One of the cooler things to me too is how everyone’s body is so different. My friend and I were discussing how something that you’d even think you’d take for granted, like the number of vertebra, can vary between human to human! What does that mean for evolution? Who knows. I think it’s fascinating that you can try to extract someone’s life and story from their body postmortem. My program doesn’t let us know about details of death (or life) until maybe later, so it’s truly all a mystery to me. But I know that even the basics we’ve seen already reveal much. For example, I now know that if I were a cadaver, I’d be a pretty boring dissection since I’m probably all bone and fat with very little muscle. That sucks. I really need to work out more. I may not have exciting skin lesions on me, but I have had enough sun exposure that I may have some macules worth checking out. Is my story cool? What would future students know about me? Here’s a girl who either goes outside a lot or is extremely sensitive to sunlight or doesn’t wear sunblock (middle is true). Here’s a girl who clearly avoids the gym (true). Here’s a girl who is really frail — why? What happened to her? (kidney failure) I just think that’s so great that you can guess at all these stories about someone.

I’ve so long wanted to donate my body to future patients that I never thought about another purpose for it. But as someone said in our video, what if your organs aren’t the best organs? (e.g. cancer/other diseases, you’re old, you’re missing some, etc.?) Is there any other way I could give back? Probably. I think it would be pretty great to donate my body to medical education if I couldn’t put it toward live patients. I’d hope that they would respect me as much as I respect my cadaver, but even so, I’d be dead, and the best I could hope for was that these future students would get something out of my body.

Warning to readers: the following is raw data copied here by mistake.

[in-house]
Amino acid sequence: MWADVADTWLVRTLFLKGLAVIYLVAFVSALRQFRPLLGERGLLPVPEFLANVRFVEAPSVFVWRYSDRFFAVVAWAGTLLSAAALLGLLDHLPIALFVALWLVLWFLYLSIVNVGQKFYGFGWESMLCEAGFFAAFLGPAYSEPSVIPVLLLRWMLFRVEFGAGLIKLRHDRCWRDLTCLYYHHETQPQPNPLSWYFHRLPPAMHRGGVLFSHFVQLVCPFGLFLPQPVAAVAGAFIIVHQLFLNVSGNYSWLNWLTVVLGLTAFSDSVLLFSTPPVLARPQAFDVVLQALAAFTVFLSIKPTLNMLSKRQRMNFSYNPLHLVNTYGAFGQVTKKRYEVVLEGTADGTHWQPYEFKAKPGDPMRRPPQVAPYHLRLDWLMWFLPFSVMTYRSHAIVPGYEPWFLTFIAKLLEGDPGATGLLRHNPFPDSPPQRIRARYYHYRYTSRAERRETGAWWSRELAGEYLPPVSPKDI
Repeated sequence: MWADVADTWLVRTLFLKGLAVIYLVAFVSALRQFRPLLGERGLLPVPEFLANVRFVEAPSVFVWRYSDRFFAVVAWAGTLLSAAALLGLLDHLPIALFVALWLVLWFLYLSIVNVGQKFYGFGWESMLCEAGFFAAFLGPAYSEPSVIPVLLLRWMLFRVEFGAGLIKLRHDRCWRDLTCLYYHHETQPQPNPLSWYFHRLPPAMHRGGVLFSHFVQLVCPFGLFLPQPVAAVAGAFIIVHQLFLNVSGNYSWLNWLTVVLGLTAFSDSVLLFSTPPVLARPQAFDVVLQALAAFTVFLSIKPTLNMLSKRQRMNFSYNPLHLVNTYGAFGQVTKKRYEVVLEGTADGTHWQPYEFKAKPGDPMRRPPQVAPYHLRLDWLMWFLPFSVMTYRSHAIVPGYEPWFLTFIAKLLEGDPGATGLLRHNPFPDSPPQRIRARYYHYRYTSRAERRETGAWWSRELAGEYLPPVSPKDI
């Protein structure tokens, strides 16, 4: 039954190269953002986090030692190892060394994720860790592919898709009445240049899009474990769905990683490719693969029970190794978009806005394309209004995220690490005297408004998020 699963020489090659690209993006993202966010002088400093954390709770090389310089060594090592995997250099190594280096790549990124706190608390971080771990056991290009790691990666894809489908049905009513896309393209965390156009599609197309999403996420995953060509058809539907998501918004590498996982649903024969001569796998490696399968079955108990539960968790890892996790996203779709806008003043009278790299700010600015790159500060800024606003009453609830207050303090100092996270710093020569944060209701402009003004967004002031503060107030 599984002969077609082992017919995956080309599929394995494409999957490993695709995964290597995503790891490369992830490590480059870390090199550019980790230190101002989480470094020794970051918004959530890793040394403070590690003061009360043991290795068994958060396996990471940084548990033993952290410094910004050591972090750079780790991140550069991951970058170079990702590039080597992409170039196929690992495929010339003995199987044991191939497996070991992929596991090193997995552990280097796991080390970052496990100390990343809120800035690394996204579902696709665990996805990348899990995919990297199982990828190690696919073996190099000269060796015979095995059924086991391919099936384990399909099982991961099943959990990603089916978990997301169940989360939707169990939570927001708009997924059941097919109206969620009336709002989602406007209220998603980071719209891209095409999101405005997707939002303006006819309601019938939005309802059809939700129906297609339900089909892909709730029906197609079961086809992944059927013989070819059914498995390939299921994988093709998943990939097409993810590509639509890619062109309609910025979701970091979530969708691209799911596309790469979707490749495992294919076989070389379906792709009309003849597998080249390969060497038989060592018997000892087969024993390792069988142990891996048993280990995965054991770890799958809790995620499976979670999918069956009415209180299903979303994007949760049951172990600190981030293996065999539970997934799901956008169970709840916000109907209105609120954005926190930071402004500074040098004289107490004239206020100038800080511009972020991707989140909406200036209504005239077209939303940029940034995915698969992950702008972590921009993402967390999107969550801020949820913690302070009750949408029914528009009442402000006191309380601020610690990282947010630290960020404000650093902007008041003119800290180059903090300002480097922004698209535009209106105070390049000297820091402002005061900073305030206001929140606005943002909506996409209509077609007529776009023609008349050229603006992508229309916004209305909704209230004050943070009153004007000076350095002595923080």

A Glimpse into Oncology

(NOTE: all identifying patient information is excluded and/or has been changed. also these are patients from different locations, different doctors, different departments, and different times in which I’ve seen them… I’m truly trying to minimize ability to identify them. If anyone thinks these are too personal, please tell me so I can remove it. Thanks!)

[1] We’re called up to the hospital because the doctor’s patient was recently admitted. First we look over her scans again. Although I have close to no experience reading images, even I can see the abundance of round balls in the brain that probably shouldn’t be there. It looks bad. Doctor sighs. The resident thinks she’s done for. Doctor agrees; the patient has at most two weeks left. We rush up to the room just to let her know that we’re here for her if she needs anything. She’s frail and old but she’s smiling. Does she know why she’s been hospitalized? Maybe she does, and maybe she’s made peace with it? Or is this a coping mechanism?

[2] A team of us load her onto the apparatus. The doctor and resident place the scary-looking metal devices into the patient. She’s on her last round of radiation for her cancer, and she’s clenching her teeth and gripping my hand. I don’t feel the pressure of her grasp because all I can think about is how brave she is and how much this must hurt. After, she’s crying. We tell her she’s so strong, and she’s so happy because she’s done for the foreseeable future.